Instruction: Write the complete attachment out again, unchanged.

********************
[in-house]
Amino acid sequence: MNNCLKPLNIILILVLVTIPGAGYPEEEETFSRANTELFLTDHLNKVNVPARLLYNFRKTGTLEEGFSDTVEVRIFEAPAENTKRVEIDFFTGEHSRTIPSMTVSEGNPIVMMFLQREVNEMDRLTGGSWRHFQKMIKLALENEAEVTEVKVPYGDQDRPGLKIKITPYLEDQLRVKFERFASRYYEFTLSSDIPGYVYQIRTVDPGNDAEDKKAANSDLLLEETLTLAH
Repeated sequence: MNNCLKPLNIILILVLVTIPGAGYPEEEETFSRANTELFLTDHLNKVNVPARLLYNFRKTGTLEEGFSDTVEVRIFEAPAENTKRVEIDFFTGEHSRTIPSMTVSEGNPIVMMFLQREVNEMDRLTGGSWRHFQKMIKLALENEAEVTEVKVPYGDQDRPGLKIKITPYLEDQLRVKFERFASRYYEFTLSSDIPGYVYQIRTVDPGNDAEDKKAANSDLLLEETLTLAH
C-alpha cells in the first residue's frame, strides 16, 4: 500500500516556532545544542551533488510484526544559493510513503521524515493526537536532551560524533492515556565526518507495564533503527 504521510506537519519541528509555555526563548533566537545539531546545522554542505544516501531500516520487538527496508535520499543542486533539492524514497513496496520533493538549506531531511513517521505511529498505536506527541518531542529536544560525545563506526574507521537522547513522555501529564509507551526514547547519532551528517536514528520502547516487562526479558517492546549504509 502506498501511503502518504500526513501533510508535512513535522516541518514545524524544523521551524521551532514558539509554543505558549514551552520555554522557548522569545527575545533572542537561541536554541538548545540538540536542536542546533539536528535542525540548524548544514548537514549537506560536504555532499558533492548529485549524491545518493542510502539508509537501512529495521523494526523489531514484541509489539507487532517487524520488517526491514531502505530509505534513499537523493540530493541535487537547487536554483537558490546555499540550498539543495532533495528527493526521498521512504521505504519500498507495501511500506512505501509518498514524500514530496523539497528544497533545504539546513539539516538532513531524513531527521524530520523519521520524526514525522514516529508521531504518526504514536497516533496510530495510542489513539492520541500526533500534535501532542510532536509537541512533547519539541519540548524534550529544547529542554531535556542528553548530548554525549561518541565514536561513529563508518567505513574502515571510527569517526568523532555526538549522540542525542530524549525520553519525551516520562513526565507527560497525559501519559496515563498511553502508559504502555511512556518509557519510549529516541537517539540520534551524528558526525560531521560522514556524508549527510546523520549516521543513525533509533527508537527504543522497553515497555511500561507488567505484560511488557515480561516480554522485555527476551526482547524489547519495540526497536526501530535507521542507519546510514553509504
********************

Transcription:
[in-house]
Amino acid sequence: MNNCLKPLNIILILVLVTIPGAGYPEEEETFSRANTELFLTDHLNKVNVPARLLYNFRKTGTLEEGFSDTVEVRIFEAPAENTKRVEIDFFTGEHSRTIPSMTVSEGNPIVMMFLQREVNEMDRLTGGSWRHFQKMIKLALENEAEVTEVKVPYGDQDRPGLKIKITPYLEDQLRVKFERFASRYYEFTLSSDIPGYVYQIRTVDPGNDAEDKKAANSDLLLEETLTLAH
Repeated sequence: MNNCLKPLNIILILVLVTIPGAGYPEEEETFSRANTELFLTDHLNKVNVPARLLYNFRKTGTLEEGFSDTVEVRIFEAPAENTKRVEIDFFTGEHSRTIPSMTVSEGNPIVMMFLQREVNEMDRLTGGSWRHFQKMIKLALENEAEVTEVKVPYGDQDRPGLKIKITPYLEDQLRVKFERFASRYYEFTLSSDIPGYVYQIRTVDPGNDAEDKKAANSDLLLEETLTLAH
C-alpha cells in the first residue's frame, strides 16, 4: 500500500516556532545544542551533488510484526544559493510513503521524515493526537536532551560524533492515556565526518507495564533503527 504521510506537519519541528509555555526563548533566537545539531546545522554542505544516501531500516520487538527496508535520499543542486533539492524514497513496496520533493538549506531531511513517521505511529498505536506527541518531542529536544560525545563506526574507521537522547513522555501529564509507551526514547547519532551528517536514528520502547516487562526479558517492546549504509 502506498501511503502518504500526513501533510508535512513535522516541518514545524524544523521551524521551532514558539509554543505558549514551552520555554522557548522569545527575545533572542537561541536554541538548545540538540536542536542546533539536528535542525540548524548544514548537514549537506560536504555532499558533492548529485549524491545518493542510502539508509537501512529495521523494526523489531514484541509489539507487532517487524520488517526491514531502505530509505534513499537523493540530493541535487537547487536554483537558490546555499540550498539543495532533495528527493526521498521512504521505504519500498507495501511500506512505501509518498514524500514530496523539497528544497533545504539546513539539516538532513531524513531527521524530520523519521520524526514525522514516529508521531504518526504514536497516533496510530495510542489513539492520541500526533500534535501532542510532536509537541512533547519539541519540548524534550529544547529542554531535556542528553548530548554525549561518541565514536561513529563508518567505513574502515571510527569517526568523532555526538549522540542525542530524549525520553519525551516520562513526565507527560497525559501519559496515563498511553502508559504502555511512556518509557519510549529516541537517539540520534551524528558526525560531521560522514556524508549527510546523520549516521543513525533509533527508537527504543522497553515497555511500561507488567505484560511488557515480561516480554522485555527476551526482547524489547519495540526497536526501530535507521542507519546510514553509504